Price at time of publish: $27,595

Best Aluminum: Crestliner 1750 Bass Hawk

Crestliner 1750 Bass Hawk


What We Like
  • Compact

  • Oversized storage boxes

  • Powerful

What We Don't Like
  • Few seats

If you have a bigger budget but like the idea of an aluminum hull’s sturdiness (great when you do most of your fishing in heavy cover), consider the Crestliner 1750 Bass Hawk. Its all-welded, deep-V hull measures 17’9” in length and it has a wide, 95” beam for extra stability. With space for five people, it boasts roomy casting decks in the bow and stern and premium bucket seats for the skipper and one passenger. There are 13 storage compartments in total, in addition to an illuminated central rod locker with 15 tubes for rods up to 8’ in length.

Other highlights include a 28-gallon, aerated livewell, and a removable SureMount aluminum accessory brackets. These let you attach cup or rod holders to the gunnels without having to drill through the metalwork. The price includes a trailer and a Mercury 90 EXLPT EFI FourStroke engine. Optional extras range from easy-wash vinyl flooring to a center seat or shallow water anchor. You can also add a Minn Kota trolling motor or upgrade to a 150 horsepower outboard.

Price at time of publish: $9,936

Best Multi-Species: Nitro ZV21

Nitro ZV21


What We Like
  • Versatile

  • Easily maneuverable

  • Large rod locker

  • Sizable live well

What We Don't Like
  • Expensive

  • Light weight means it gets pushed around by wind

Some bass fishermen choose to shun specialty bass boats in favor of multi-species designs, especially if they typically fish in big water. The 2018 Nitro ZV21 has an aggressive performance deep-V hull for standing up to the roughest big-lake conditions. Measuring 21’7” in length and 100” across the beam, it’s plenty big enough for six people. It also carries up to 64 gallons of fuel and has a maximum horsepower of 350 (although it comes with a 250 XL OptiMax Pro XS capable of around 57 mph).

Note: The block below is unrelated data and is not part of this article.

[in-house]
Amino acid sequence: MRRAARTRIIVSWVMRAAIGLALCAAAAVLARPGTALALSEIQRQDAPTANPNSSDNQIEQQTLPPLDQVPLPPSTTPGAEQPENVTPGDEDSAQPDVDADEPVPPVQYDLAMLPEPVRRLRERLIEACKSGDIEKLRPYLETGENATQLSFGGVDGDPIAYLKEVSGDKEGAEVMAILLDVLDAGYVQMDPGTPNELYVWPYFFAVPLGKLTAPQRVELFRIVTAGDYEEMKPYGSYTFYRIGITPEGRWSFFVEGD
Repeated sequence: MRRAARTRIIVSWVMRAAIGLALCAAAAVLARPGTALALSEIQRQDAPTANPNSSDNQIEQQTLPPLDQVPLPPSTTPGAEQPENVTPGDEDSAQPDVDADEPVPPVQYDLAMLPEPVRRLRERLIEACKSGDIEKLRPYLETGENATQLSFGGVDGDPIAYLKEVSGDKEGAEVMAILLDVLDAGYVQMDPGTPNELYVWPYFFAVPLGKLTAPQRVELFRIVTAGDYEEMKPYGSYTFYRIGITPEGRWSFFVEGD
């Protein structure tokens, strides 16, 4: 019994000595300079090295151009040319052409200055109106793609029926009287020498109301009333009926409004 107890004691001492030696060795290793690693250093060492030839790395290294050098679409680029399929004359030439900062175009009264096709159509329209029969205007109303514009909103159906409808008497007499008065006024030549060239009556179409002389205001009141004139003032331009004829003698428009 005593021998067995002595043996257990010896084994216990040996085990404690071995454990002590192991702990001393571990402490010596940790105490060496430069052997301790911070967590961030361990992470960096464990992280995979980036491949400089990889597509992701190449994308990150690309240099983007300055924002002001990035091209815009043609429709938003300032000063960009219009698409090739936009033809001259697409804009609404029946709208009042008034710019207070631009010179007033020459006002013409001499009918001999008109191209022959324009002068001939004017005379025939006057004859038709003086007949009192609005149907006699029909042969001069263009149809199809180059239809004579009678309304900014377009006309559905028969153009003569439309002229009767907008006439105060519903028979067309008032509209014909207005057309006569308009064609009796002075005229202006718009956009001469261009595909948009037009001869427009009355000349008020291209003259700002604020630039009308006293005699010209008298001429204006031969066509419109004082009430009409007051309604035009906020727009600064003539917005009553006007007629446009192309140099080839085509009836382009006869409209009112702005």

Many of its attributes lend themselves well to bass fishing, including a large bow casting deck with anti-fatigue matting, a 26-gallon livewell, and a 5.5-gallon baitwell. The driver and passenger seats have premium suspension and were designed in collaboration with Kevin VanDam. Keep your rods in the three-level central locker and discover new spots with the included Lowrance Elite-7 Ti Combo fishfinder and GPS. The price also includes a Minn Kota Terrova 112 trolling motor and a custom-fit GALVASHIELD-protected trailer. 

Price at time of publish: $48,995

Final Verdict

Overall, the Bass Cat Puma FTD (view at Basscat) is your best bet. The heavy-duty, ultra-comfortable fiberglass build makes the boat easy to maneuver in tight spaces and is complete with a front deck big enough for team anglers with ample storage aboard. The Nitro Z21 (view at Nitro) will also get the job done with enough space for four anglers on deck with digital bow and console controls. This boat also comes with a Lowrance fish finder and a Minn Kota Maxxum trolling motor.

What to Look For


Simply put: The larger your boat, the better suited it is for larger bodies of water, like big lakes and oceans, while midsize and small boats (typically under 17 feet) are better for rivers, streams, and small lakes. What you decide to purchase is entirely dependent on what kind of boating you want to do.


There are oodles of features to consider when purchasing a boat, including type and number of seats, live wells, tackle storage, and rod storage.